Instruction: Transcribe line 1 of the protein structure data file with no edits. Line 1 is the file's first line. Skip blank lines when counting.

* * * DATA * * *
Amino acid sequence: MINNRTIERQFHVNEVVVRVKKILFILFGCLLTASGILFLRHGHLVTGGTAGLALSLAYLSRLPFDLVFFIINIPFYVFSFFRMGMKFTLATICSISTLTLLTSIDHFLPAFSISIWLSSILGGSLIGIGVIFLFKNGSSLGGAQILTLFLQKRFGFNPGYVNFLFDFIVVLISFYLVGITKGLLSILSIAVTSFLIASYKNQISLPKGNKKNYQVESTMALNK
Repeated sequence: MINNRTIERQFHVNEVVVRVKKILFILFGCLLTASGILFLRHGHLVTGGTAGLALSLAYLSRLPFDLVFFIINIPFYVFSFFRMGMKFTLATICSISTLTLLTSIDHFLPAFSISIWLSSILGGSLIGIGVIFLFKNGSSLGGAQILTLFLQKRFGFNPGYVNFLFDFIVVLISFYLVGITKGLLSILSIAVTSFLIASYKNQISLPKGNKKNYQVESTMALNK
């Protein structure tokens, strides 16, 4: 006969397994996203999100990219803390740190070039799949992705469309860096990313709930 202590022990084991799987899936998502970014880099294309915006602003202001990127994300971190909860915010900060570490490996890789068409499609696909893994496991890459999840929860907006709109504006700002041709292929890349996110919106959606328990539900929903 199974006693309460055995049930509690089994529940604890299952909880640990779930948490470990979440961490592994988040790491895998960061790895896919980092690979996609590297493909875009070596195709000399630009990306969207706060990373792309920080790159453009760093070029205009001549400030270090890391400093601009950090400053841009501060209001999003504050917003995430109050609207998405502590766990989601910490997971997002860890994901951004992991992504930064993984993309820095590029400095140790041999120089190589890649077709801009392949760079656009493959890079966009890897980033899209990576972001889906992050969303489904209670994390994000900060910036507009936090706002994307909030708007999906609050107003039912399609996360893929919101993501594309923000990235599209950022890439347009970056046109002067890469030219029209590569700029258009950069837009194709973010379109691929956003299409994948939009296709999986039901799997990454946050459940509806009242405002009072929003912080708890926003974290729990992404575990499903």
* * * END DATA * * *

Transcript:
Amino acid sequence: MINNRTIERQFHVNEVVVRVKKILFILFGCLLTASGILFLRHGHLVTGGTAGLALSLAYLSRLPFDLVFFIINIPFYVFSFFRMGMKFTLATICSISTLTLLTSIDHFLPAFSISIWLSSILGGSLIGIGVIFLFKNGSSLGGAQILTLFLQKRFGFNPGYVNFLFDFIVVLISFYLVGITKGLLSILSIAVTSFLIASYKNQISLPKGNKKNYQVESTMALNK